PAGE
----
A United Nations meeting in Bangkok on Friday concluded that fostering regional economic cooperation and integration (RECI) in Asia-Pacific holds great potential to further reduce poverty, and advance the 2030 Agenda for Sustainable Development.
Organized by the United Nations Economic and Social Commission for Asia and the Pacific (ESCAP), the high-level dialogue brought together senior officials and experts from the region to identify challenges and propose recommendations for enhancing RECI to support the Sustainable Development Goals (SDGs).
The meeting highlighted that RECI has assumed renewed significance given emerging threats from attempts to dislodge globalization and derail multilateralism, evolving political challenges and dynamics, and opportunities offered by the all-encompassing 2030 Agenda.
Opening the two-day meeting, United Nations Under-Secretary General and Executive Secretary of ESCAP Dr. Shamshad Akhtar emphasized that ESCAP has a long standing mandate for promoting RECI in Asia and the Pacific. “Over the past three decades, RECI has benefited our region significantly – powering trade, economic growth and stability. It has attracted investment as markets were liberalised and competitiveness increased, and strengthened the ability of policymakers to overcome domestic challenges,” said Dr. Akhtar.
“Our region’s experience tells us that deepening RECI holds great potential to further reduce poverty and deliver inclusive sustainable development. It needs to be at the heart of our efforts to meet the SDGs,” she added.
Delegates attending the meeting emphasized that RECI and the 2030 Agenda are mutually reinforcing processes and have to be pursued in a way that they support each other. It was noted that RECI can bring about enormous opportunities for increasing income and employment and eventually contribute to achieving the SDGs, in particular transboundary goals.
Dr. Akhtar underscored that the approach to RECI has to be reoriented, so it is guided by the framework of the SDGs. The Executive Secretary highlighted that RECI can advance implementation of the SDGs by generating opportunities for enhancing employment across the region, thereby contributing directly to decent work and economic growth (Goal 8), industry, innovation and infrastructure (Goal 9), and affordable and clean energy (Goal 7). It also strengthens the means of implementation and contributes towards revitalization of global partnership for sustainable development (Goal 17).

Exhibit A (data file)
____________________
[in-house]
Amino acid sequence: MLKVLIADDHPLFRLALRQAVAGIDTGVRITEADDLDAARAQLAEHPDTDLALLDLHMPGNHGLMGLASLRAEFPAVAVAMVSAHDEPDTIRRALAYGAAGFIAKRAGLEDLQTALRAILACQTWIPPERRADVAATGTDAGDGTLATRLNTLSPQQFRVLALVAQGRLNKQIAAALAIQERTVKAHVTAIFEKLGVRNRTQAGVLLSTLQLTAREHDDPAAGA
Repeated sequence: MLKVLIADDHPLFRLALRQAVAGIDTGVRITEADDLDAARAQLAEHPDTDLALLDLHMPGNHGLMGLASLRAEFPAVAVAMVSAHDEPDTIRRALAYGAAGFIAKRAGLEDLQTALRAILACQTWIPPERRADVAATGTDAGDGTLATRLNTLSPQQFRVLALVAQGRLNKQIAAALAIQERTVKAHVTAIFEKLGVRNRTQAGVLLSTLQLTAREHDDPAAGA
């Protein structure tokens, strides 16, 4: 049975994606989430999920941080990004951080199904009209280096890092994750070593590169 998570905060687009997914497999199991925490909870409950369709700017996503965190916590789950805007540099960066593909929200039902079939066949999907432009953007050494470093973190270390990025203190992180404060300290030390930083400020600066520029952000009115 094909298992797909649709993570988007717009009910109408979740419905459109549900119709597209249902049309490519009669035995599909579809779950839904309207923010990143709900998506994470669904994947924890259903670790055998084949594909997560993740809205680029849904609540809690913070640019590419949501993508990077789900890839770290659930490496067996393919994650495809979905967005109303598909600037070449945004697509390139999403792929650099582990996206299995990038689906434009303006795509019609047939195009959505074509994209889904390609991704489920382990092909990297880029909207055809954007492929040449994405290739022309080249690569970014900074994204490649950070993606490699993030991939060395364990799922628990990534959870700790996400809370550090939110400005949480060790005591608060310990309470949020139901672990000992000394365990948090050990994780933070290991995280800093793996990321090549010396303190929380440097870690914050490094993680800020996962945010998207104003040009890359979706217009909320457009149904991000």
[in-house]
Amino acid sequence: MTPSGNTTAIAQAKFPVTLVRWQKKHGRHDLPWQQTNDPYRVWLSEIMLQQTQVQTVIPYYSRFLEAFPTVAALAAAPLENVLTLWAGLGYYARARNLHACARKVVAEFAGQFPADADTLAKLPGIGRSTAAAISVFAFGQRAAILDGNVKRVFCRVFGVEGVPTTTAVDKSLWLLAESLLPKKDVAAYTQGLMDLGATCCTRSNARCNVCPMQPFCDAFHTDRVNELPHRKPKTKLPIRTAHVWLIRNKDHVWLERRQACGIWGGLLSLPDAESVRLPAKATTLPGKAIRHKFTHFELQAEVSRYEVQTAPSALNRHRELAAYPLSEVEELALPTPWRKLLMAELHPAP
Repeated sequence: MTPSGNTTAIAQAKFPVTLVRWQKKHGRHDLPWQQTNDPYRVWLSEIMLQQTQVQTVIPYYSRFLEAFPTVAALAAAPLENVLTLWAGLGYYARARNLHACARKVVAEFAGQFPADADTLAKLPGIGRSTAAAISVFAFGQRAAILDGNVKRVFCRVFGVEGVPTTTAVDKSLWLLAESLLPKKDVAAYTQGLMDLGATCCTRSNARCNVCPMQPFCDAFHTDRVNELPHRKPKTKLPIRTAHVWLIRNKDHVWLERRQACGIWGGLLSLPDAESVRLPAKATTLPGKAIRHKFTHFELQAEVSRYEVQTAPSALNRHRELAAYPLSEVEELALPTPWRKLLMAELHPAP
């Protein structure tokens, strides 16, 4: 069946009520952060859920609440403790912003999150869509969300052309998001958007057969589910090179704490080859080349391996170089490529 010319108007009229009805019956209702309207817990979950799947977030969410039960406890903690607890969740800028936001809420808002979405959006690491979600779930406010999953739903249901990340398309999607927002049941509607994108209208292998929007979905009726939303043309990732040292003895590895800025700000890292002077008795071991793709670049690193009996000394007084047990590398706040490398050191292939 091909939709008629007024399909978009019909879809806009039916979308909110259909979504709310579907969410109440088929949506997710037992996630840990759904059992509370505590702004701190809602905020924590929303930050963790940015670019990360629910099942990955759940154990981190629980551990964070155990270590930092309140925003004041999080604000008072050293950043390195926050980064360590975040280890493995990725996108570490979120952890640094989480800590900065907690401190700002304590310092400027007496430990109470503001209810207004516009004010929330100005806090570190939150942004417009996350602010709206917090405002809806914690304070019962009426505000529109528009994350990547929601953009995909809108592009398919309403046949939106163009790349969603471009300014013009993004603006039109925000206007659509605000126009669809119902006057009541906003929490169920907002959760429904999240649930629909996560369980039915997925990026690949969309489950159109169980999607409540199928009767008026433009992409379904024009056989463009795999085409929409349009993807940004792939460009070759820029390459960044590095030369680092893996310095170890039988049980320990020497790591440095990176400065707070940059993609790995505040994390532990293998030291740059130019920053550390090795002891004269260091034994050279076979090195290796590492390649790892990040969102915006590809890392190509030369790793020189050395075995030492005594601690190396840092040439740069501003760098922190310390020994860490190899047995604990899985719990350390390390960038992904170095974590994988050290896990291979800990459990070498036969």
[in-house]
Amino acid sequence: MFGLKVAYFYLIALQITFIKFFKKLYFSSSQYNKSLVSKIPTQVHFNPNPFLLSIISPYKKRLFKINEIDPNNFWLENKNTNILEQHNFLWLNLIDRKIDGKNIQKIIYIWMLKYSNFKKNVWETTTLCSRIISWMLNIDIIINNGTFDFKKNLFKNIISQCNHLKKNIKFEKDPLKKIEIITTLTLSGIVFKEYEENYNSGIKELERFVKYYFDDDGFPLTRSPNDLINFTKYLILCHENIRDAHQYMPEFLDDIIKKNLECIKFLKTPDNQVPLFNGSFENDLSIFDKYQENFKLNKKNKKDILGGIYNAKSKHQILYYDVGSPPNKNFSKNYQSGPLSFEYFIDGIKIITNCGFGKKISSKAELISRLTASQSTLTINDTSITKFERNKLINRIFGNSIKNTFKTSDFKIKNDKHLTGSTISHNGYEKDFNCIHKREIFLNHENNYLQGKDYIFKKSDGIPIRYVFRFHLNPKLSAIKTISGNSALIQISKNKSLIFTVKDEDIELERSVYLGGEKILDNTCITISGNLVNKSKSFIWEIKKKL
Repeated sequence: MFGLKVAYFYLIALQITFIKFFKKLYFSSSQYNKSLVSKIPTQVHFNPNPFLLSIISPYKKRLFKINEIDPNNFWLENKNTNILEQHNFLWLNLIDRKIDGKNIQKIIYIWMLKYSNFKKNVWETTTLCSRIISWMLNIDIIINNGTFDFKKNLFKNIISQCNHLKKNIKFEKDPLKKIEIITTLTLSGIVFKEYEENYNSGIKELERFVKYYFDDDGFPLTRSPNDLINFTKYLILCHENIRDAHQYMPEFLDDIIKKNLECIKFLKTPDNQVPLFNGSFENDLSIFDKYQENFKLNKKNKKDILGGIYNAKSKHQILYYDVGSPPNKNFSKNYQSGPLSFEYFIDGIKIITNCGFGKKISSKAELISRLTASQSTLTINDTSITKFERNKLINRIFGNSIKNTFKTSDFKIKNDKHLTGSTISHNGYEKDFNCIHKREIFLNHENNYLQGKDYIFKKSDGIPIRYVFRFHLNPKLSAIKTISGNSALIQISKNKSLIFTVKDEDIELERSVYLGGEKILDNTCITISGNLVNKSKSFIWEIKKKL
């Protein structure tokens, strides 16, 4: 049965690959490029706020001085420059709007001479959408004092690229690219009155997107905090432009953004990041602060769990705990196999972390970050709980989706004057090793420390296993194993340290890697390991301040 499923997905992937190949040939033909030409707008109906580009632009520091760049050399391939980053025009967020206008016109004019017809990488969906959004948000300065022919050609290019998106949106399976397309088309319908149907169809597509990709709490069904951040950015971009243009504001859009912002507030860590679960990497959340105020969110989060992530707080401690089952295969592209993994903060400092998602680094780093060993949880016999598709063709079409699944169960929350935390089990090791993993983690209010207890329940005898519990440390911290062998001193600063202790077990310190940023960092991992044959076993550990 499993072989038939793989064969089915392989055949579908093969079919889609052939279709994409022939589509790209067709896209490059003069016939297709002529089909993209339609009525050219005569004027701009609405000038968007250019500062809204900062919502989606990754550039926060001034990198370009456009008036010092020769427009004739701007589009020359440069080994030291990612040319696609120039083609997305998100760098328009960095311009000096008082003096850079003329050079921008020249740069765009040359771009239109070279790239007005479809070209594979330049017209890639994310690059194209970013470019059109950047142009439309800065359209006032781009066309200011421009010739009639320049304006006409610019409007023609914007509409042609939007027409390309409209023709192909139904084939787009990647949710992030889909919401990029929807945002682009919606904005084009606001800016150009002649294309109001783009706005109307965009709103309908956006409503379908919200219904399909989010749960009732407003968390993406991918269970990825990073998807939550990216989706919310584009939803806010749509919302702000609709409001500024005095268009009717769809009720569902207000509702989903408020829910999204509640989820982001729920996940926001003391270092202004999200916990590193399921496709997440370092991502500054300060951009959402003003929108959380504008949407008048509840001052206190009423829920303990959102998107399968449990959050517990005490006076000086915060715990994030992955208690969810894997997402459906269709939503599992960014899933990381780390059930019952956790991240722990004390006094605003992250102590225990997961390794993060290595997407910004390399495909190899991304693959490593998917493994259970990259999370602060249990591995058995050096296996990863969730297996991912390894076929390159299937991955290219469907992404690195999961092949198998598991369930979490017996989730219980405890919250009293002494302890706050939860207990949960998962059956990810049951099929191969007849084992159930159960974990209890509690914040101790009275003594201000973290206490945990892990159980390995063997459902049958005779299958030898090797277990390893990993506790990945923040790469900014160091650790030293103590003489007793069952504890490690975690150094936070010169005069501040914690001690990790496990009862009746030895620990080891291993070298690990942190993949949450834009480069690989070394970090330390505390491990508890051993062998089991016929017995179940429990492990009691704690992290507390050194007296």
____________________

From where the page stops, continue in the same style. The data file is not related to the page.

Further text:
During the deliberations, participants proposed four key recommendations to advance RECI in Asia and the Pacific. These included: the full implementation of the Framework Agreement on facilitation of Cross-Border Paperless Trade, which would further enhance market integration, reduce non-tariff barriers and reach multilateral agreements; the need to build on existing bilateral intergovernmental agreements to realise the vision of seamless connectivity in the areas of transport, energy and ICT; the strengthening of regional financial cooperation and crisis management capacity; as well as collectively addressing shared vulnerabilities, particularly for transboundary disasters.
As its share of world GDP increases and as protectionist sentiment grows in Asia-Pacific export markets, the case for strengthening RECI to support intraregional trade and investment as an engine of regional growth is clear. Since the onset of the global financial and economic crisis of 2008, the share of Asia-Pacific’s traditional export markets, as a percentage of global GDP, has decreased. With a combined GDP of $27 trillion and a 40 percent share of global export, robust growth in the Asia-Pacific would set it on course to become the most important market in the world.
The first Ministerial Conference on RECI was held in December 2013, where representatives of ESCAP member States adopted the Bangkok Declaration, setting the agenda for RECI in the Asia-Pacific region.
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